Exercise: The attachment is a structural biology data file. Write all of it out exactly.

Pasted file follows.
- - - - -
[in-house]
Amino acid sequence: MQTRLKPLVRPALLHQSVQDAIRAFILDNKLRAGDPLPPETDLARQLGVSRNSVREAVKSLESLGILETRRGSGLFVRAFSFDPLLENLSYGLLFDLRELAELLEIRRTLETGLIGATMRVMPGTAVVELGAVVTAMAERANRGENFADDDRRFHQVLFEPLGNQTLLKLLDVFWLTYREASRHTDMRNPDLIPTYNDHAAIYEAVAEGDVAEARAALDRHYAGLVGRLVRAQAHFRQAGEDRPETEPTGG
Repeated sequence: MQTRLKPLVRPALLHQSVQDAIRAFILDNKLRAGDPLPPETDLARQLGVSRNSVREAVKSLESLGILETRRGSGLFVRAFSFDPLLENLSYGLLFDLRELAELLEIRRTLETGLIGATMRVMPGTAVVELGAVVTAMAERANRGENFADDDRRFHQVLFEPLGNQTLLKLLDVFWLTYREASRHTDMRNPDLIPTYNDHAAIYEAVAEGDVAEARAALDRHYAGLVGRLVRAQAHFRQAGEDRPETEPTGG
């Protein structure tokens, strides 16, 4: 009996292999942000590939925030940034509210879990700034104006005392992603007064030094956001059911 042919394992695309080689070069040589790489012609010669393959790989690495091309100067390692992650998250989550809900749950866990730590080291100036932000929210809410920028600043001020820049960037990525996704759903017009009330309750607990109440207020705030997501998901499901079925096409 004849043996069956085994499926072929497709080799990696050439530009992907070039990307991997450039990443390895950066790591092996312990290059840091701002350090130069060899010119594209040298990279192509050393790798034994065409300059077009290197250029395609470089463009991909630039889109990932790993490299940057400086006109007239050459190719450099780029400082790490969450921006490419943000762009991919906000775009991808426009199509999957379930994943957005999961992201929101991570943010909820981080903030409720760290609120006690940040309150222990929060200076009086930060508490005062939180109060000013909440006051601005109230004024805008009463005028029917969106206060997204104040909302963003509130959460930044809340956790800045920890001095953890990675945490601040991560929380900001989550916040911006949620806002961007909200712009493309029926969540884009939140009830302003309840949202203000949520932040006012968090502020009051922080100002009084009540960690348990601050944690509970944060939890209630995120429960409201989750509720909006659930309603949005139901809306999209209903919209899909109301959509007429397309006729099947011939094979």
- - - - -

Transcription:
[in-house]
Amino acid sequence: MQTRLKPLVRPALLHQSVQDAIRAFILDNKLRAGDPLPPETDLARQLGVSRNSVREAVKSLESLGILETRRGSGLFVRAFSFDPLLENLSYGLLFDLRELAELLEIRRTLETGLIGATMRVMPGTAVVELGAVVTAMAERANRGENFADDDRRFHQVLFEPLGNQTLLKLLDVFWLTYREASRHTDMRNPDLIPTYNDHAAIYEAVAEGDVAEARAALDRHYAGLVGRLVRAQAHFRQAGEDRPETEPTGG
Repeated sequence: MQTRLKPLVRPALLHQSVQDAIRAFILDNKLRAGDPLPPETDLARQLGVSRNSVREAVKSLESLGILETRRGSGLFVRAFSFDPLLENLSYGLLFDLRELAELLEIRRTLETGLIGATMRVMPGTAVVELGAVVTAMAERANRGENFADDDRRFHQVLFEPLGNQTLLKLLDVFWLTYREASRHTDMRNPDLIPTYNDHAAIYEAVAEGDVAEARAALDRHYAGLVGRLVRAQAHFRQAGEDRPETEPTGG
């Protein structure tokens, strides 16, 4: 009996292999942000590939925030940034509210879990700034104006005392992603007064030094956001059911 042919394992695309080689070069040589790489012609010669393959790989690495091309100067390692992650998250989550809900749950866990730590080291100036932000929210809410920028600043001020820049960037990525996704759903017009009330309750607990109440207020705030997501998901499901079925096409 004849043996069956085994499926072929497709080799990696050439530009992907070039990307991997450039990443390895950066790591092996312990290059840091701002350090130069060899010119594209040298990279192509050393790798034994065409300059077009290197250029395609470089463009991909630039889109990932790993490299940057400086006109007239050459190719450099780029400082790490969450921006490419943000762009991919906000775009991808426009199509999957379930994943957005999961992201929101991570943010909820981080903030409720760290609120006690940040309150222990929060200076009086930060508490005062939180109060000013909440006051601005109230004024805008009463005028029917969106206060997204104040909302963003509130959460930044809340956790800045920890001095953890990675945490601040991560929380900001989550916040911006949620806002961007909200712009493309029926969540884009939140009830302003309840949202203000949520932040006012968090502020009051922080100002009084009540960690348990601050944690509970944060939890209630995120429960409201989750509720909006659930309603949005139901809306999209209903919209899909109301959509007429397309006729099947011939094979």